Heartland rock inspired by deserts with acoustic guitars and stadium aspirations
The Artisanals are frontman Johnny Delaware and his collaborator, guitarist Clay Houle, with bassist Eric Mixon and keyboardist Ian Klin, and they play heartland rock, melodic rock or similar and have named John Mellencamp, Tom Petty, George Harrison, and Jackson Browne as prime influences. They released their self-titled debut album in 2018, and at the time used the studio as an extra instrument. Johnny Delaware changed the approach when they went to Athens, Georgia, to record a collection of songs influenced by his experiences of the desert around Albuquerque, with the theme of resurrection and cycles, and with producer Drew Vandenberg, they recorded music that was more stripped down and upped the acoustic guitar quota for their second album, ‘Zia’.
‘Fear To Fail’, with its exploration of the meaning and benefits of fear and advice on how to ensure fear doesn’t become a break on your life’s ambitions, is the first track with its acoustic and slide guitars. With the theme of resurrection and resetting lives a song with a title of ‘Heading Somewhere’ is not surprising, and while the vocals don’t recall The Byrds there is a jangle to the electric guitar which does tip a hat in their direction. Heartland rock is heavily associated with driving songs, and ‘Always Taken Care Of’ fits the bill to perfection and perfectly captures that feeling of driving endless miles along desert-like landscapes. Homage is paid to the book ‘Women Who Run With Wolves’, with its themes again of resurrection to enable life’s objectives to be met, with the third single ‘Way Up’. The song has been released as one of four singles and finishes with “I’m going up, and this time I’m not coming down”. We have some echoes from The Artisanals’ first album with the more atmospheric ‘Driftwood’, with its keyboard washes, processed vocals and guitars evoking the sound of the ocean’s edge with the tide crashing on the shore.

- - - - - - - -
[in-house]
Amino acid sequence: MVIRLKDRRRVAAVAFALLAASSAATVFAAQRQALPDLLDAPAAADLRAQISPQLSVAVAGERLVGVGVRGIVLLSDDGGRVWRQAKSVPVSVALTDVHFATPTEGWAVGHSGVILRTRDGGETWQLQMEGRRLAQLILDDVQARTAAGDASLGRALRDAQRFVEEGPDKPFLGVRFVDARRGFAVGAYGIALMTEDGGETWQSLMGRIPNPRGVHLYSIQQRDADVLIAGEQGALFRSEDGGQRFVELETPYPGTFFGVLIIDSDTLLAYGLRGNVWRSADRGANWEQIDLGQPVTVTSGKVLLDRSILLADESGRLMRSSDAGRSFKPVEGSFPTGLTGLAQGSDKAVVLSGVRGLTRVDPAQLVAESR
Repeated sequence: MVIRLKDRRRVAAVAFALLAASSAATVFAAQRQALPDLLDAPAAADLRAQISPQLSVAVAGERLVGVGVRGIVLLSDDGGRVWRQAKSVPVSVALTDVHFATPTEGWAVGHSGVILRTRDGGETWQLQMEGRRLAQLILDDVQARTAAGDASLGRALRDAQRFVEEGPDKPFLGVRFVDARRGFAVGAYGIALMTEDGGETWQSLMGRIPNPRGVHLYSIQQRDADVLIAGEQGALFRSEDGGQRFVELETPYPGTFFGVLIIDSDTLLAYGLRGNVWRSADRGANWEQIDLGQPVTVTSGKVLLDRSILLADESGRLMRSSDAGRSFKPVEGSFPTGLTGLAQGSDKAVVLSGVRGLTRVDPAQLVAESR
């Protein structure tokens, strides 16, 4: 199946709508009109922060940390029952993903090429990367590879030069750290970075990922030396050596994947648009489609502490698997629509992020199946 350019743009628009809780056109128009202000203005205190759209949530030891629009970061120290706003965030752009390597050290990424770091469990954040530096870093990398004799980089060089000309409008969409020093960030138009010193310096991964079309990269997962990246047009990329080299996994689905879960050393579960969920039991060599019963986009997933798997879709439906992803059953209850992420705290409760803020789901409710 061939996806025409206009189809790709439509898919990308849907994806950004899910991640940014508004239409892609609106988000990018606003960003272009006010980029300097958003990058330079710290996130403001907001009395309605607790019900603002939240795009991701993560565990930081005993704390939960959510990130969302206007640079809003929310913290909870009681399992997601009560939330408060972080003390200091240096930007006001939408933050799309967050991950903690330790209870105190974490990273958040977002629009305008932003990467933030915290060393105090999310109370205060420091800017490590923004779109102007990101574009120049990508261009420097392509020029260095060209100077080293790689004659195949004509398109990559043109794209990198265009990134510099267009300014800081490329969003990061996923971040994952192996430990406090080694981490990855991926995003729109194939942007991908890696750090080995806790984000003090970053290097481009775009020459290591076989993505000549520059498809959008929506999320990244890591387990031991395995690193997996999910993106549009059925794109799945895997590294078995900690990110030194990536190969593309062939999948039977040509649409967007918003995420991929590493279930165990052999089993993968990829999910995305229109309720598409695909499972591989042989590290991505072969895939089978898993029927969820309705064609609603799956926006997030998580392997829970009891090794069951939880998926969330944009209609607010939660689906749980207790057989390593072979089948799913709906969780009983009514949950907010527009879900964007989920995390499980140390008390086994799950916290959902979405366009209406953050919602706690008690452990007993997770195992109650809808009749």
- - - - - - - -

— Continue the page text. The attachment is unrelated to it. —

The second single, ‘Plant The Seed’, ups the indie rock influence but still retains an americana twang. ‘Road’ unsurprisingly is about freedom, and the simply acoustic rhythm guitar echoes the sentiment that the austerity of the desert is a benefit, and is the fourth single. The sense of the open road and the hope of something new is invoked by the lead single, ‘Violet Light’, with an additional sense of longing bringing a potential conflict. The album ends with echoes of George Harrison and Tom Petty’s Traveling Wilburys with the tranquil ‘She Is Looking For An Answer’.
‘Zia’ is a record that was recorded carefully, with songs that have been well thought out. The Artisanals are open about their influences and their music clearly reflects them. If you like heartland rock with some americana twang and a singer-songwriter vibe you will find something to enjoy on ‘Zia’. There is a residual question though, and that is no matter how well recorded and written the music is, there is very little that is new or innovative which raises the question of how sustainable The Artisanal’s career will be, and it is clear the band have stadium aspirations that are also woven into their overall sound. Let the listeners decide.